I have trouble with the word Palestinian and I was hoping I could get a clearer view through this site. Although I am relatively young, I have done extensive research on the subject and have not found any mention of a "Palestinian" people prior to 1948, and very few prior to 1967. In fact, I have found evidence that contradict the idea of a Palestinian heritage. None of the League of Nation or British documents regarding the region mention the word Palestinian, rather simply "The Jews and Arabs of Palestine". All Arabic mentioning of the region referred to it as Syria or Greater Syria (Palestine isn't even an Arabic word, there is no 'P' in Arabic). An example of this is a quote from Auni Bey Abdul-Hadi made during the Peel Commission: "There is no such country [as Palestine]! Palestine is a term the Zionists invented! There is no Palestine in the Bible. Our country was for centuries, part of Syria.”

So the question is, where do the people who now call themselves "Palestinians" come from, and, more importantly, who's responsibility are they? Looking back on the League of Nations Mandates regarding the region, it appears as though a solution was set forth. The region known as Palestine was divided into two portions, east of the Jordan River (Transjordan) and west of the Jordan River (Jewish Palestine). One would then assume that Jews living East of the Jordan would move to Jewish Palestine and Arabs living West of the Jordan would move to Transjordan. So why didn't this happen? Most likely WWII and the disbanding of the UN (even though article 80 explicitly states that all LoN mandates transferred over to the UN). It appears as though most of the people who call themselves Palestinians are the outcasts (or progeny of outcasts) of the surrounding countries, mainly Jordan and Egypt.

I guess my biggest issue is the hypocrisy in claiming the land of Israel is on the "Palestinians" land when even the Arabs admit that the land (including what is now Jordan) was a Jewish land until 135 CE and that during the Ottoman Empire, there is no evidence of a large population (I have read 80-250 k) of Arabs in the region, including Jordan, Israel and everything in between, meanwhile there are more than 10 times that number of Arab Israelis.

I hope this hasn't offended anyone and I invite anyone to help clarify things for me.

Note: I have attached two maps, the first of which was the original League of Nations proposal for Jewish Palestine and the second which dedicated more than 3/4 of that land to Transjordan.

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I think you can ignore the past unless it becomes revised and that revision is then promoted as fact for some nefarious agenda. At that point, it must be challenged. People will always revise when their intention is to marginalize you. Holocaust denial is revisionism. The claim that there was never any Jewish temple in Jerusalem is revisionism. The claim that Jews never lived in Israel is revisionism. The claim that Arabs in Palestine had no connection with the Holocaust is also revisionism given Amin Al Husseini the Grand Mufti of Jerusalem's relationship with Hitler and his many public statements regarding the Jews and the final solution. And all of these things revised are used to further the same goal which is to first paint the picture of Jews as people who play fast and loose with the truth and land thieves and exploiters of a Holocaust which never happened etc etc. At the end of this road is the justification for being against the existence of Israel and supporting the dissolution of the State or of supporting the "one State solution" which of course is the same thing.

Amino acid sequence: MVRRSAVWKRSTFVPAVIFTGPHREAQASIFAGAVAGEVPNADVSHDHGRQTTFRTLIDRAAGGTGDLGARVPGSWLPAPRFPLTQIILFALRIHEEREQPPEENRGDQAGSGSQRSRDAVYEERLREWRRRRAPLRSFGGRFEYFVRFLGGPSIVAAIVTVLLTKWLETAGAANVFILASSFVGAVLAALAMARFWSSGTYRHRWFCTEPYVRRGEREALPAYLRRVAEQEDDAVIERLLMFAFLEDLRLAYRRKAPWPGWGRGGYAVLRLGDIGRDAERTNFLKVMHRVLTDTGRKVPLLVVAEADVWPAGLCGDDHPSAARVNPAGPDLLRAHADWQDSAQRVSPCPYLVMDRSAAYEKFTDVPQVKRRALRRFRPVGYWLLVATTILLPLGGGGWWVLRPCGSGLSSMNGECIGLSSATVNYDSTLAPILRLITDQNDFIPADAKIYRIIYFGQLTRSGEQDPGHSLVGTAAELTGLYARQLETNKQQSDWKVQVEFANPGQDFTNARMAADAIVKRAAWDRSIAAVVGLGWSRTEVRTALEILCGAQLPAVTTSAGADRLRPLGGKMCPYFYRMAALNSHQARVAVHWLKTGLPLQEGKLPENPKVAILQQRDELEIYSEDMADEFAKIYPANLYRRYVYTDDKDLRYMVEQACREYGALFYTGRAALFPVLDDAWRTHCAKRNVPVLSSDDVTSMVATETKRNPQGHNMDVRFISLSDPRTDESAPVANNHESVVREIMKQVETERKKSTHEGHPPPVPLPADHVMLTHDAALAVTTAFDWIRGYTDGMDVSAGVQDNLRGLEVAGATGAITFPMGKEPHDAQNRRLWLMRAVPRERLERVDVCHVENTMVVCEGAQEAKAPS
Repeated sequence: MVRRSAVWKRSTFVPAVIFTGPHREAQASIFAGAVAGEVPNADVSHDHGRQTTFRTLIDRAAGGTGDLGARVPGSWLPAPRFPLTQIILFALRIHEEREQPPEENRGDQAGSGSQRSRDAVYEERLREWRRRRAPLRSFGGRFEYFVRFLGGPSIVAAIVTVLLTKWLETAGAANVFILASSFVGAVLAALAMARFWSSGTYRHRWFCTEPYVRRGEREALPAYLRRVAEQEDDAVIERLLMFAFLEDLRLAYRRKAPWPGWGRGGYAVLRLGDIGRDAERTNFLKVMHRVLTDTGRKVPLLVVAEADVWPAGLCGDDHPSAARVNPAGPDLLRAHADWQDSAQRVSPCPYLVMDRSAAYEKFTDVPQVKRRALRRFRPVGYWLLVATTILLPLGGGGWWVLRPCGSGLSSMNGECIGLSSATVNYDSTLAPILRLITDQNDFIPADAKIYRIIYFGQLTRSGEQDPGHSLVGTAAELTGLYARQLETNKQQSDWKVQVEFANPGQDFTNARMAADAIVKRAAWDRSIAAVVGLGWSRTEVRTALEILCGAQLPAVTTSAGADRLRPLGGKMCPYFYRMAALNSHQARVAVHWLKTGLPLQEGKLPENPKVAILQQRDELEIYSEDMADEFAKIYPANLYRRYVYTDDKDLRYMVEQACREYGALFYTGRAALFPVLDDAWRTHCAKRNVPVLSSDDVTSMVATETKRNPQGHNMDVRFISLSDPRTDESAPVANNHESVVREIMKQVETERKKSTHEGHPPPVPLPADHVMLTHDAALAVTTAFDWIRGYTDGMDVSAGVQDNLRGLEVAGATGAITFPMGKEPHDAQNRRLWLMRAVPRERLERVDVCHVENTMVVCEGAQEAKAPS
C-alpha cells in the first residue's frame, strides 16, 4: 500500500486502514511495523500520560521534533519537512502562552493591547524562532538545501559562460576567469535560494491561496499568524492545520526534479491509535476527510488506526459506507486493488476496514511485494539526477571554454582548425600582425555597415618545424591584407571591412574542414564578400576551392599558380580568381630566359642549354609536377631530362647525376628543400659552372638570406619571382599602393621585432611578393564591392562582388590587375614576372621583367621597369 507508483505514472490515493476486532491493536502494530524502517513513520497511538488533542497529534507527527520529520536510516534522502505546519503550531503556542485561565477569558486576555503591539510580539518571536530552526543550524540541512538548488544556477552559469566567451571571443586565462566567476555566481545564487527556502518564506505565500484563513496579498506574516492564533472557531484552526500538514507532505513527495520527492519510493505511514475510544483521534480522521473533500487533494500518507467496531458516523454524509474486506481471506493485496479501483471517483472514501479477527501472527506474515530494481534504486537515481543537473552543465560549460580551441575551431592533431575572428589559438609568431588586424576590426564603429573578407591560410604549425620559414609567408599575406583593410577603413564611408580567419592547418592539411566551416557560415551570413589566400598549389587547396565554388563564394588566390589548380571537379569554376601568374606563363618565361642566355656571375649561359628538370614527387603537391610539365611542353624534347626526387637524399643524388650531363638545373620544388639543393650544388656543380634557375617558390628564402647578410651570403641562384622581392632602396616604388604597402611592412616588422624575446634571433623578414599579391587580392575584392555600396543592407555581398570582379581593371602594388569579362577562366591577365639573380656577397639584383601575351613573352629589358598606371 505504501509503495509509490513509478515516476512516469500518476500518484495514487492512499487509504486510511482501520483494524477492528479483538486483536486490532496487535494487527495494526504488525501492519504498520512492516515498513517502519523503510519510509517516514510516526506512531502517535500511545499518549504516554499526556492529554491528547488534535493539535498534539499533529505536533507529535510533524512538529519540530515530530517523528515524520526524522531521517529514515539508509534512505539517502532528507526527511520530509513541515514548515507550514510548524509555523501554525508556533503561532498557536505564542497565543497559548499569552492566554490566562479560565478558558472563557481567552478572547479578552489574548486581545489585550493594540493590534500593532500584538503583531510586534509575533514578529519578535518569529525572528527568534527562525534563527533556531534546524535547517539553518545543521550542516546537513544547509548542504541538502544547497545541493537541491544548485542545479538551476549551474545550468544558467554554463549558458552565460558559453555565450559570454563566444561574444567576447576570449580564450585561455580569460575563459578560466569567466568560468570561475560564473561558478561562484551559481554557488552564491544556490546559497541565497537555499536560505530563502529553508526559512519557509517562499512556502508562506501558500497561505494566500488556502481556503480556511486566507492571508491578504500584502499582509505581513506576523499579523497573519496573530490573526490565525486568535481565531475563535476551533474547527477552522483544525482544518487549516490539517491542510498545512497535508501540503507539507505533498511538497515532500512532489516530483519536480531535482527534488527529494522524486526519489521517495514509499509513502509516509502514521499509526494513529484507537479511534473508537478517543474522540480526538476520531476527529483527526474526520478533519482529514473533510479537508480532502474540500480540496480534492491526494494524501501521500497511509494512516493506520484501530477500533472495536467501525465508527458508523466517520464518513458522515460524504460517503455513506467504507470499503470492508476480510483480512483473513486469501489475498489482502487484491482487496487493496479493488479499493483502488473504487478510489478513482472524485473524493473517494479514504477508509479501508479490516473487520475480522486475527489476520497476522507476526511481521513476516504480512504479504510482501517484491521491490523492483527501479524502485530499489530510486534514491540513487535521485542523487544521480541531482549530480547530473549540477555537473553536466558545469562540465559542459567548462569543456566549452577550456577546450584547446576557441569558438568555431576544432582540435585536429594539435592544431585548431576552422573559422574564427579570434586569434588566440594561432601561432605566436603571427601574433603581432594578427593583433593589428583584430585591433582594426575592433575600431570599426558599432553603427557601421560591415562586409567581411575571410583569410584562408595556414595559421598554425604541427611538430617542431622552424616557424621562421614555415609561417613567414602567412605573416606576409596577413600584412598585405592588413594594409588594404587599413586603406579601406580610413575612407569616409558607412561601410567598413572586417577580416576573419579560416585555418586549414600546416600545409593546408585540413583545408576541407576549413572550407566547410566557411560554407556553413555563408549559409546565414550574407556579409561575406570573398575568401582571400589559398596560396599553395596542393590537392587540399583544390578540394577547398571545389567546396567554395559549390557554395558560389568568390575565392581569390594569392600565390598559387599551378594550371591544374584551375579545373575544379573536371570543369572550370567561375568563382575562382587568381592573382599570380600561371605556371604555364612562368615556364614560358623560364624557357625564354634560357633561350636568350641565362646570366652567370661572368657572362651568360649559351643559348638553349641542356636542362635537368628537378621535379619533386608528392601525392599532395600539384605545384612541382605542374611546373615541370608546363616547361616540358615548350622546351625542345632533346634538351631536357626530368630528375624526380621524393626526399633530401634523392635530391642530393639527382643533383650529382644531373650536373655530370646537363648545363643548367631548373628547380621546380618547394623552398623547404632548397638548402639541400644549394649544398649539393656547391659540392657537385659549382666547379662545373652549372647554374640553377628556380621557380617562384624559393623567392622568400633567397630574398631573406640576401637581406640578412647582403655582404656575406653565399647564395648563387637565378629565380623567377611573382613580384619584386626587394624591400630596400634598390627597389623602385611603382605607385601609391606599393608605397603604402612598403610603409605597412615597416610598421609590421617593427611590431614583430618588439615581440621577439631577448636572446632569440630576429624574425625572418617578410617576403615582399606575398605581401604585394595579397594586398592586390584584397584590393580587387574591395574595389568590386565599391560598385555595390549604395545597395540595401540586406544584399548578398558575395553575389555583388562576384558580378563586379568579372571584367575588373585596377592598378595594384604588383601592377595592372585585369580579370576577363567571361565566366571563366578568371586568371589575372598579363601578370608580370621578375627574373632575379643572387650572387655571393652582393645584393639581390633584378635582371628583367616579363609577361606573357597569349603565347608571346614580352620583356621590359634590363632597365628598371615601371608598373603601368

So we're pretty much on the same page.

Though I could imagine a successful one-state solution,
even if it is unlikely.


I can barely imagine it anymore.
George, I think its important to try and keep our collective conversation here as factual as we can. To claim that "The Jewish history in Palestine is very new" just defies reality. You cannot simply make up facts and then throw them out there as if by virtue of you claiming them, they're true. Jews were there before you're ancestors were. Arabs from the Arabian peninsula invaded the area, conquered it and have occupied ever since. Jews had already been there for a long long time.

A place called "Palestine" has never been a nation State and so could never have been occupied.

Yesterday you posted that this "occupation" has caused the "resistance" and Jews as such had nothing to do with it.

I asked you why there was no such "resistance" when Egypt occupied Gaza and Jordan occupied the West Bank? You just ignored the question. Can you answer this question for me?

Finally Zionism is surely not racist.
Racism is the fact that a Jew cannot step foot in much of the Arab world. Can you tell me one Arab country where Jews participate as much as Arabs do in israel? I don't think you can.

Does this sound like racism to you :

"From the "The Declaration Of The
Establishment Of The State Of Israel" May 14, 1948

"WE APPEAL — in the very midst of the onslaught launched against us now for months — to the Arab inhabitants of the State of Israel to preserve peace and participate in the upbuilding of the State on the basis of full and equal citizenship and due representation in all its provisional and permanent institutions."

Far too often its Arabs preaching about what they think Israel is and does wrong when they do far far worse but seem to just ignore their own behavior.

Lets start by accepting what we are and what we do and go form there George.

Steve Michael
The fact that I was denied entry to Dubai for the Summer X games because I was Jewish is racism. The fact that Arabs hold political office, however, is not.